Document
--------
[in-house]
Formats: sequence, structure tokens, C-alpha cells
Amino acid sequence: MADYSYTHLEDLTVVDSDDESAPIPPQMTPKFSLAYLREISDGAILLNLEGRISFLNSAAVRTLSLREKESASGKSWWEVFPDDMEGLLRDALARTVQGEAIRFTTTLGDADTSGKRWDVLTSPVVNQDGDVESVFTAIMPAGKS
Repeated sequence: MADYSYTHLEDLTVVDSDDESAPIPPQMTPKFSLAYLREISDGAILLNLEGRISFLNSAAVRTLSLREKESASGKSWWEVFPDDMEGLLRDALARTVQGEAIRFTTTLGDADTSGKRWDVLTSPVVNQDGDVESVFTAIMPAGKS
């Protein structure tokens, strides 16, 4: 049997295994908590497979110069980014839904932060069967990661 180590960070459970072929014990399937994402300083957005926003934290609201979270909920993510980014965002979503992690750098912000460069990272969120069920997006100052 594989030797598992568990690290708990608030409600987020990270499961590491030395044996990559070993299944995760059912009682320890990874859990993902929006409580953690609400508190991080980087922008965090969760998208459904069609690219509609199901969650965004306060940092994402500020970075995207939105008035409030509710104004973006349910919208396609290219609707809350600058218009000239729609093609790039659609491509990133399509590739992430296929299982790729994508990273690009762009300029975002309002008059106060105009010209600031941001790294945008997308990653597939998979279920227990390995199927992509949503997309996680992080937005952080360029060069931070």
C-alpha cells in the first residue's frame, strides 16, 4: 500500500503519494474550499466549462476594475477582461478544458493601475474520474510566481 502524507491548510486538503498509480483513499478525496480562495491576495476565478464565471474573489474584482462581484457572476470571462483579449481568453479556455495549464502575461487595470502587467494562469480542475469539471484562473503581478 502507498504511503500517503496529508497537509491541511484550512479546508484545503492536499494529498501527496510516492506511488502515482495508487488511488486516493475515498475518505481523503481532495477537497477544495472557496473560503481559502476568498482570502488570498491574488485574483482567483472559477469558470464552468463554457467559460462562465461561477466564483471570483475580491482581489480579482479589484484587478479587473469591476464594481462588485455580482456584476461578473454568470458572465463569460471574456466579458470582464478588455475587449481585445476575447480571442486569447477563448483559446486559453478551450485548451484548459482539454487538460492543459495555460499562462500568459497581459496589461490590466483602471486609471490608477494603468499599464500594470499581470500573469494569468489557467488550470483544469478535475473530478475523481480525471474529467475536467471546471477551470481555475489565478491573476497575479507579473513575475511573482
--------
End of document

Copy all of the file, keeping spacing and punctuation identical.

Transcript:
[in-house]
Formats: sequence, structure tokens, C-alpha cells
Amino acid sequence: MADYSYTHLEDLTVVDSDDESAPIPPQMTPKFSLAYLREISDGAILLNLEGRISFLNSAAVRTLSLREKESASGKSWWEVFPDDMEGLLRDALARTVQGEAIRFTTTLGDADTSGKRWDVLTSPVVNQDGDVESVFTAIMPAGKS
Repeated sequence: MADYSYTHLEDLTVVDSDDESAPIPPQMTPKFSLAYLREISDGAILLNLEGRISFLNSAAVRTLSLREKESASGKSWWEVFPDDMEGLLRDALARTVQGEAIRFTTTLGDADTSGKRWDVLTSPVVNQDGDVESVFTAIMPAGKS
């Protein structure tokens, strides 16, 4: 049997295994908590497979110069980014839904932060069967990661 180590960070459970072929014990399937994402300083957005926003934290609201979270909920993510980014965002979503992690750098912000460069990272969120069920997006100052 594989030797598992568990690290708990608030409600987020990270499961590491030395044996990559070993299944995760059912009682320890990874859990993902929006409580953690609400508190991080980087922008965090969760998208459904069609690219509609199901969650965004306060940092994402500020970075995207939105008035409030509710104004973006349910919208396609290219609707809350600058218009000239729609093609790039659609491509990133399509590739992430296929299982790729994508990273690009762009300029975002309002008059106060105009010209600031941001790294945008997308990653597939998979279920227990390995199927992509949503997309996680992080937005952080360029060069931070």
C-alpha cells in the first residue's frame, strides 16, 4: 500500500503519494474550499466549462476594475477582461478544458493601475474520474510566481 502524507491548510486538503498509480483513499478525496480562495491576495476565478464565471474573489474584482462581484457572476470571462483579449481568453479556455495549464502575461487595470502587467494562469480542475469539471484562473503581478 502507498504511503500517503496529508497537509491541511484550512479546508484545503492536499494529498501527496510516492506511488502515482495508487488511488486516493475515498475518505481523503481532495477537497477544495472557496473560503481559502476568498482570502488570498491574488485574483482567483472559477469558470464552468463554457467559460462562465461561477466564483471570483475580491482581489480579482479589484484587478479587473469591476464594481462588485455580482456584476461578473454568470458572465463569460471574456466579458470582464478588455475587449481585445476575447480571442486569447477563448483559446486559453478551450485548451484548459482539454487538460492543459495555460499562462500568459497581459496589461490590466483602471486609471490608477494603468499599464500594470499581470500573469494569468489557467488550470483544469478535475473530478475523481480525471474529467475536467471546471477551470481555475489565478491573476497575479507579473513575475511573482